BY Stanley Holmes 01:19AM 01/17/2011

On Frame: Taking a cut at Qatar

Blatter blather, the Cosmos and why Argentina isn’t coming west

Once again, FIFA President Sepp Blatter proves he can't hear common sense. (Wikimedia Commons/Agencia Brasil)

Let’s call this the “Qatar Experiment.” Emphasis on irony here until all facts are confirmed and vetted, preferably in a fish bowl. Until that time, the decision to award Qatar the 2022 World Cup has to be the most bizarre in the history of the World Cup. Few outside of Qatar and the World Cup selection committee endorse it. So many fundamental questions were ignored before the vote.

Now, top FIFA officials are changing their stories or resigning as quickly as the wind whips up a desert storm on the Arabian Peninsula. The most recent string of embarrassing moments that continue to cast doubt on this whole laughable affair:

  • Sepp Blatter, FIFA president, crony master and Nobel Peace Prize seeker, is now agreeing with almost all soccer experts that the 2022 event should be switched to winter to protect the players from the scorching summer heat that can hit 125 degrees. Duh. Imagine playing soccer in an oven with a sock full of burning coals in your mouth, and you get the picture. Which begs the question why? Why did FIFA choose Qatar? Why weren’t these questions addressed prior to the vote? Any reasonable person knows that hosting a World Cup on the Arabian Peninsula during the peak summer months is like hosting the Winter Olympics during the peak winter months at the South Pole.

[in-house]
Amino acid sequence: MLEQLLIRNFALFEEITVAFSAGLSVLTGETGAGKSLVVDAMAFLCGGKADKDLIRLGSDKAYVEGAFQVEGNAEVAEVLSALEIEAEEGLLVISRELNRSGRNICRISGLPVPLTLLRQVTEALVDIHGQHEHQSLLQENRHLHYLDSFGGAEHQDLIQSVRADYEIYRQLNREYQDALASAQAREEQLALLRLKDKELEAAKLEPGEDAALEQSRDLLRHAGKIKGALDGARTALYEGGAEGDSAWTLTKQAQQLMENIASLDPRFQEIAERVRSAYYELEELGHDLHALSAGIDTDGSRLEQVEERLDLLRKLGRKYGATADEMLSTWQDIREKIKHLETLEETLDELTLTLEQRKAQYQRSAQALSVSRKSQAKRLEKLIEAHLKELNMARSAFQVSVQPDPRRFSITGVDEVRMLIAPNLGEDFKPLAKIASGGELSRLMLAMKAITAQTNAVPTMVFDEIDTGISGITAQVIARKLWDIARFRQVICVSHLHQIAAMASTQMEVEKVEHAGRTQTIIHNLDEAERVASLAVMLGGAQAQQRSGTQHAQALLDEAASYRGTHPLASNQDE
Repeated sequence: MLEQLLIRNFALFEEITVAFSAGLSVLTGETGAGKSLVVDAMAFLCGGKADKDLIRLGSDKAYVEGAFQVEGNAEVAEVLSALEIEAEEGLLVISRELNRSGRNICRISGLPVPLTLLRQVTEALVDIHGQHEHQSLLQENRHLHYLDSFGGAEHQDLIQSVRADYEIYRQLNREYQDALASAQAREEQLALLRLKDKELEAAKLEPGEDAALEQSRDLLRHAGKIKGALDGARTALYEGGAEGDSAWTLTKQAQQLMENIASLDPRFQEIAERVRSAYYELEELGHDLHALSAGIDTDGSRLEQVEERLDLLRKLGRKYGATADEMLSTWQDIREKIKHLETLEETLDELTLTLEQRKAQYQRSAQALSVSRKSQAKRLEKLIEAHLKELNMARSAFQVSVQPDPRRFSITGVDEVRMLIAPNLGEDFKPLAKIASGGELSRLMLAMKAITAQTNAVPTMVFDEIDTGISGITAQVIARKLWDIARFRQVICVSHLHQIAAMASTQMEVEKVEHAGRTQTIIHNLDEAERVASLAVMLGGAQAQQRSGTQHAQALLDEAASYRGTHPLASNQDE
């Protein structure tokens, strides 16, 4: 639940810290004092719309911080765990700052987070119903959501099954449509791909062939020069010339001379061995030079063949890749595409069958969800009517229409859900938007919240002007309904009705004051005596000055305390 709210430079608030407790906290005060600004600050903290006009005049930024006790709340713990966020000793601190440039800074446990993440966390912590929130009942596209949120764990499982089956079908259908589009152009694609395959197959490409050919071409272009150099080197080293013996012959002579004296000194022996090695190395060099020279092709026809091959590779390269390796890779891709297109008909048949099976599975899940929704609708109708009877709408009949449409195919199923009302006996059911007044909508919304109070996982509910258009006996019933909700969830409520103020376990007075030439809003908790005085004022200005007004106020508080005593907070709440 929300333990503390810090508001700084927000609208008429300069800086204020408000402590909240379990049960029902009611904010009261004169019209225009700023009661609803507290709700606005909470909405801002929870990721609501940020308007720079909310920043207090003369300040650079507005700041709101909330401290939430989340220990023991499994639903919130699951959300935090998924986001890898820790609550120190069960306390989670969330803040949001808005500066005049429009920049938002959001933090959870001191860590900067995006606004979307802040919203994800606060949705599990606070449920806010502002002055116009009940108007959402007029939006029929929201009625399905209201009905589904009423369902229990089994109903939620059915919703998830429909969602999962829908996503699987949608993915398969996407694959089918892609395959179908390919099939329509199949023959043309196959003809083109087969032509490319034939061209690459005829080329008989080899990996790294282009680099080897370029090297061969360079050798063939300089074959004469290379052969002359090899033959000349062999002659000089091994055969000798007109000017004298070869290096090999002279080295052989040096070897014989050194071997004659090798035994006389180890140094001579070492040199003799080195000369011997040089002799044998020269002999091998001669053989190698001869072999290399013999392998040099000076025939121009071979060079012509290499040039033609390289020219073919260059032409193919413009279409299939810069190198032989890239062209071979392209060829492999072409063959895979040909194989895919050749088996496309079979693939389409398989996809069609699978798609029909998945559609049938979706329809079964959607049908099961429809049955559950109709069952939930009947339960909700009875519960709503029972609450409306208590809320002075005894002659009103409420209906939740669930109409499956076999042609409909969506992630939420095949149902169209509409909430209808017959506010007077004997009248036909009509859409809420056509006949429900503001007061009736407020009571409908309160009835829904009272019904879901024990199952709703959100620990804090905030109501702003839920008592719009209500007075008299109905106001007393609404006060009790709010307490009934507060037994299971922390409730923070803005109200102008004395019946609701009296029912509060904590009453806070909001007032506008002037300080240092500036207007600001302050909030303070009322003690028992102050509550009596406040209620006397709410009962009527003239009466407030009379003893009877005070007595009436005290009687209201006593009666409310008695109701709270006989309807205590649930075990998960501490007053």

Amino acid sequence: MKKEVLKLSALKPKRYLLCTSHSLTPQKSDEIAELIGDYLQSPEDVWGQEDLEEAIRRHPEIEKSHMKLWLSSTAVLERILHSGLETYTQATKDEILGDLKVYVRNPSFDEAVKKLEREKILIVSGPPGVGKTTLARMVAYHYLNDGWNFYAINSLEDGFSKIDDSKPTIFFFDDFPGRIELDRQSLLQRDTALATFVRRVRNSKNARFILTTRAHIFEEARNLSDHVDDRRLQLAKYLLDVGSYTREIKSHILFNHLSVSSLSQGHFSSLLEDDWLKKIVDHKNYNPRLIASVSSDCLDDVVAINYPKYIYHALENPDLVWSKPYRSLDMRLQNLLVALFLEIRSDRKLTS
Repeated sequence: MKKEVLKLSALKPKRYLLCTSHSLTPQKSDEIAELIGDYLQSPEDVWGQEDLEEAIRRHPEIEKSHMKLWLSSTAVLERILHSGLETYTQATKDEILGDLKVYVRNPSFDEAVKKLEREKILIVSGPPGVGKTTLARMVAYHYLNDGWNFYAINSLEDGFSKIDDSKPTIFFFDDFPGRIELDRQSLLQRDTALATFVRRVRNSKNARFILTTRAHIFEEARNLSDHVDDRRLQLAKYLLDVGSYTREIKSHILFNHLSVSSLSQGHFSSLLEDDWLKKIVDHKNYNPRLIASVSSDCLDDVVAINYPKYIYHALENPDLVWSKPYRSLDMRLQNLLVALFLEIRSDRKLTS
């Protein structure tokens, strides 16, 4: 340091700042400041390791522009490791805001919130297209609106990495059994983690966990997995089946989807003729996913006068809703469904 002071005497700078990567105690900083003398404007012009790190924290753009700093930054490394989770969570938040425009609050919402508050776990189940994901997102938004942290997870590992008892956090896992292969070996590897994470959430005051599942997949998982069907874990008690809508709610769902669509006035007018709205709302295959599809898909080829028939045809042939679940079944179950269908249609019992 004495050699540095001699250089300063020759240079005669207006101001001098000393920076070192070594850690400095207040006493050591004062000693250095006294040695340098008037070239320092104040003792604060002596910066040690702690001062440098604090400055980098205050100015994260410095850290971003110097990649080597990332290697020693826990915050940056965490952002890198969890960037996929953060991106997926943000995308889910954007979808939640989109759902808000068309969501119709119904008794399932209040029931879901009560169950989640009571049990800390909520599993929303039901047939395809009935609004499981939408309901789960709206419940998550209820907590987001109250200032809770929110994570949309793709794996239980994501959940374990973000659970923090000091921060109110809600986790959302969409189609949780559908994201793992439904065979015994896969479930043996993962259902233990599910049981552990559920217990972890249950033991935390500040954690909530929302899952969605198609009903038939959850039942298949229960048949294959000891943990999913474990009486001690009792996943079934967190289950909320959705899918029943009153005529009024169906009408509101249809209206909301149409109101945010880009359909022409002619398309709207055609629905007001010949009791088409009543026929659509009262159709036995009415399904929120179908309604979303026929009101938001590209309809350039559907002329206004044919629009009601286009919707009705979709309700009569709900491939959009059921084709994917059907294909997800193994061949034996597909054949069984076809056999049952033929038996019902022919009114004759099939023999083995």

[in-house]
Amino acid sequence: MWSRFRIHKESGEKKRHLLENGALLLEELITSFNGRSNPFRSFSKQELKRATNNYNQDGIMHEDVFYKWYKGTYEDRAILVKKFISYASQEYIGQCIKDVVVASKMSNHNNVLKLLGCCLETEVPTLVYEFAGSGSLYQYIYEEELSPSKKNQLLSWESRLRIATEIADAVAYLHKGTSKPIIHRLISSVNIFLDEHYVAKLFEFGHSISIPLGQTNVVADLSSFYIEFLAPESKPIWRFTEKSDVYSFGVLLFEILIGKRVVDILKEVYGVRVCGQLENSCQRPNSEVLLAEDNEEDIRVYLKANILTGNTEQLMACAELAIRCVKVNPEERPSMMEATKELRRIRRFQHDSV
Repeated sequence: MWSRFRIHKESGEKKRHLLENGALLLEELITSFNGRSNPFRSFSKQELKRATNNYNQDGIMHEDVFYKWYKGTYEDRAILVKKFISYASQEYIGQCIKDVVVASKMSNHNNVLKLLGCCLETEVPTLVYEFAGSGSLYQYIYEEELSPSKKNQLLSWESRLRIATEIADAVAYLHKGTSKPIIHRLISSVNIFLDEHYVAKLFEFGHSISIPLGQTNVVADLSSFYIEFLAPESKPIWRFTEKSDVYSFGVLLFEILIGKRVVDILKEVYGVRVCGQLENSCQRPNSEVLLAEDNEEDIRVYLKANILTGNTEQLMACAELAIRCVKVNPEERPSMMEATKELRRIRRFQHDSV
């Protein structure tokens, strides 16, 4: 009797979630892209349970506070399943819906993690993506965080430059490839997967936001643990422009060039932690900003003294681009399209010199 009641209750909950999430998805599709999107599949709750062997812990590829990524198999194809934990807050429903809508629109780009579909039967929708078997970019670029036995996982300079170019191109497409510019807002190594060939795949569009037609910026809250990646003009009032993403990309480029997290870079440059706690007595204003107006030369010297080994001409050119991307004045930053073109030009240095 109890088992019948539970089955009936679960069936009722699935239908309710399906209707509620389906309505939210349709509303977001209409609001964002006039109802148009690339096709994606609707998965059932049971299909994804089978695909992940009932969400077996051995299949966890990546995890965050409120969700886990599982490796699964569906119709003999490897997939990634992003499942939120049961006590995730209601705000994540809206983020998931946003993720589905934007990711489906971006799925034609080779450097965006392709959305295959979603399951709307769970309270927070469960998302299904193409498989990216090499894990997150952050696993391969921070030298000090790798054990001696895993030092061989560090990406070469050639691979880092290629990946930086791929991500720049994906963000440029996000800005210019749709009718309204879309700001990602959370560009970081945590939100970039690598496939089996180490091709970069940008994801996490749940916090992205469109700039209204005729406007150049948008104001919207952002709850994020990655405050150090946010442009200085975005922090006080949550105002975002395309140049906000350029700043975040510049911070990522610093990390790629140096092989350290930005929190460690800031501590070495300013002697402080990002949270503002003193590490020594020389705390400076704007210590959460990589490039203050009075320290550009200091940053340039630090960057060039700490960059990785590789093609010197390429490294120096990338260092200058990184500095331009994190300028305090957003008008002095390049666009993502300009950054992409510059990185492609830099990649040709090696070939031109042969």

• Michel Platini, Union of European Football Associations president and wannabe FIFA ruler of the world, is trying to outperform his mentor, suggesting that Qatar should share its World Cup with other Gulf states. Well, that’s certainly disrespectful, isn’t it? So what if it’s a tiny sand speck of a country the size of Connecticut. After all, FIFA insists the vote for Qatar was free of bribes.  If that’s true, then shouldn’t Qatar be allowed to run the tournament as it wishes? Fair and square, right? That would be the same as telling the U.S. it has to share some World Cup games with Mexico and Canada. So, the Qatar Football Association has drawn its finger in the sand and has told Fric and Frac (Blatter and Platini) that FIFA can forget about changing the World Cup to winter or share it with its neighbors, according to The Guardian. Wow. Take that, FIFA. I almost feel like rooting for the little guy here.